This is as seen from Earth. As seen from the sun, the five planets, which in order from left to right are Mars, Saturn, Jupiter, Mercury, and Venus, span 50°. The Earth is in the opposite direction. As seen from far above the sun they do indeed look aligned - as they actually are.
After passing Mars at 8:08 UT on the 5th, the moon leaves the sun and planets behind, but the five planets continue to converge (and to become even less easily visible). In sequence, Jupiter is in superior conjunction, Mercury passes Jupiter, Mercury is in superior conjunction, Saturn is in superior conjunction, and Venus passes Jupiter. This last conjunction, which takes place at 10:30 UT on May 17, determines the smallest geocentric spread in longitude of the five classical planets (and the sun, but not the moon), which span 19° 25'. The moon is in a kind of alignment by being 170° opposite the sun and 21 hours before full. This is a second instant for astrologers and psychics to focus on. All planets are too close to the sun to be seen. After this moment, Jupiter's slower eastward motion causes it to lag behind the others and the planets begin to spread out.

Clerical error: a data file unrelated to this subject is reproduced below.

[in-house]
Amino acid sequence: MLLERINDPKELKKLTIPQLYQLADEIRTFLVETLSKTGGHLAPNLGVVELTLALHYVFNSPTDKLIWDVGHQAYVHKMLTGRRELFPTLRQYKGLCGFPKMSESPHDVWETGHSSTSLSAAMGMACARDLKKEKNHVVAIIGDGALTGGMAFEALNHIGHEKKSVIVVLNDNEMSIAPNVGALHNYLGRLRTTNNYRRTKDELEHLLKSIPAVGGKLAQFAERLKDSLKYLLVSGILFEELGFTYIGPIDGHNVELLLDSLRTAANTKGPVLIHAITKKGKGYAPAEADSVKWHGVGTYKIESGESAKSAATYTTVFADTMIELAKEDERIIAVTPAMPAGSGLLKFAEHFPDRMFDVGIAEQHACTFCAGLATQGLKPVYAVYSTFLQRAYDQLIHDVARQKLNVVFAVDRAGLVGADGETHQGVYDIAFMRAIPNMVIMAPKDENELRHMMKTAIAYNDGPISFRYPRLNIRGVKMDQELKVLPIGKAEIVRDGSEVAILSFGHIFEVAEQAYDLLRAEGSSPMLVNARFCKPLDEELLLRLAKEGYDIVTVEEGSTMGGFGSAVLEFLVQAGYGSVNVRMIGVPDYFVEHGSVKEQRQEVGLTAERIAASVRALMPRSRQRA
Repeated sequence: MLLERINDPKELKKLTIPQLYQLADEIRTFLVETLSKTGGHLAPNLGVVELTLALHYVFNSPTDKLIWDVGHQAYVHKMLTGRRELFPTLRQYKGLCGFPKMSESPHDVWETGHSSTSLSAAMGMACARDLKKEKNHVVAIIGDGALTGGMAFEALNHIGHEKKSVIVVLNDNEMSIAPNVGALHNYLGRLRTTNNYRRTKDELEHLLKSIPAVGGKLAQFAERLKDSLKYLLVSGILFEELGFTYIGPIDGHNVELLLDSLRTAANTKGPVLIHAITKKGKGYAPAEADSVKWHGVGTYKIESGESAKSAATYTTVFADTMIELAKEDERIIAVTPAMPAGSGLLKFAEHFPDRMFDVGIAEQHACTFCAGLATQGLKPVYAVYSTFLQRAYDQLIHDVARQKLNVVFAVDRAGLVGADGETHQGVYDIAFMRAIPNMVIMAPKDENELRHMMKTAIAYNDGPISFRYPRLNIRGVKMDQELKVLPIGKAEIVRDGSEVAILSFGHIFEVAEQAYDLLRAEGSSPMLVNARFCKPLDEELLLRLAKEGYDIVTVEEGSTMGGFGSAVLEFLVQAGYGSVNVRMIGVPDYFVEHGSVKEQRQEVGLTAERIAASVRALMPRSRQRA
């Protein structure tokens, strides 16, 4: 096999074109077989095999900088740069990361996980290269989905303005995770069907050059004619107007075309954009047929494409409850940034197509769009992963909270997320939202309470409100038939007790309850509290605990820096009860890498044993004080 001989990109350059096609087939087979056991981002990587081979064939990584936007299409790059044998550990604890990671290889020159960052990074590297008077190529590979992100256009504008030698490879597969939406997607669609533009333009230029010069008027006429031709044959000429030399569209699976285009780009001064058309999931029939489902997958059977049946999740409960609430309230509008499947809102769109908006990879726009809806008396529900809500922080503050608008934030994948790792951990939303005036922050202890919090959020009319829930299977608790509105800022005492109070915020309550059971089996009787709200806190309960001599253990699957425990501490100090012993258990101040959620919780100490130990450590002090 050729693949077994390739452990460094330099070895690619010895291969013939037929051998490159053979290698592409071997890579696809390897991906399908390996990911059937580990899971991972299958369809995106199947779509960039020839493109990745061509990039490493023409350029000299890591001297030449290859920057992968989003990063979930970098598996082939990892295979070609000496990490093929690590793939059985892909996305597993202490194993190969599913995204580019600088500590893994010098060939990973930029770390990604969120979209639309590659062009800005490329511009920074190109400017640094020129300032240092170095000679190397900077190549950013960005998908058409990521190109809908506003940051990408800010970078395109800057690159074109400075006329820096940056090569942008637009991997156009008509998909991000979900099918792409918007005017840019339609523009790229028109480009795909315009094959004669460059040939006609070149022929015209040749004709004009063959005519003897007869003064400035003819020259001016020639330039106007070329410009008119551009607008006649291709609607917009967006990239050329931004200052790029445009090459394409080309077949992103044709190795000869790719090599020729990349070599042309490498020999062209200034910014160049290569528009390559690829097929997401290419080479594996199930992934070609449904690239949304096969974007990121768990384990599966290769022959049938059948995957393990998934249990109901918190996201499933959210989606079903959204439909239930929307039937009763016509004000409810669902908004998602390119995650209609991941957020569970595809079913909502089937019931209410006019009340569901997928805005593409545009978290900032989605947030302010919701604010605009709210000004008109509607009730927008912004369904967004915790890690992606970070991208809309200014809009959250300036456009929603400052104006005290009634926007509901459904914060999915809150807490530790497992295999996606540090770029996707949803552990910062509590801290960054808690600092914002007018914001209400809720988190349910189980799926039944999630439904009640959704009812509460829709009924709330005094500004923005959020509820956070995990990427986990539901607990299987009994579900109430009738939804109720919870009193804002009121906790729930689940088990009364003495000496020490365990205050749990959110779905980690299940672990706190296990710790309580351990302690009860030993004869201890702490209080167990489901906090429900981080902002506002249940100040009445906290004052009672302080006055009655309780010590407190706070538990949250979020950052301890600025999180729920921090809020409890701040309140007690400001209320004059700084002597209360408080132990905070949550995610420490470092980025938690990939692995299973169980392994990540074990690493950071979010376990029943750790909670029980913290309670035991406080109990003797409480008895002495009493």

A notable feature of the May 17 minimum span is that Venus and Jupiter are separated by only 42 arcseconds! Venus almost occults Jupiter. It would be a wonderful sight were they not less than 7° from the sun. This close conjunction has already been compared to the 2 B.C.E. conjunction of the same planets that is often identified as the Star of the Magi in the Book of Matthew.
This page was created by HAG (thorn.HAG@gmx.de) Last Update: 07.01.2000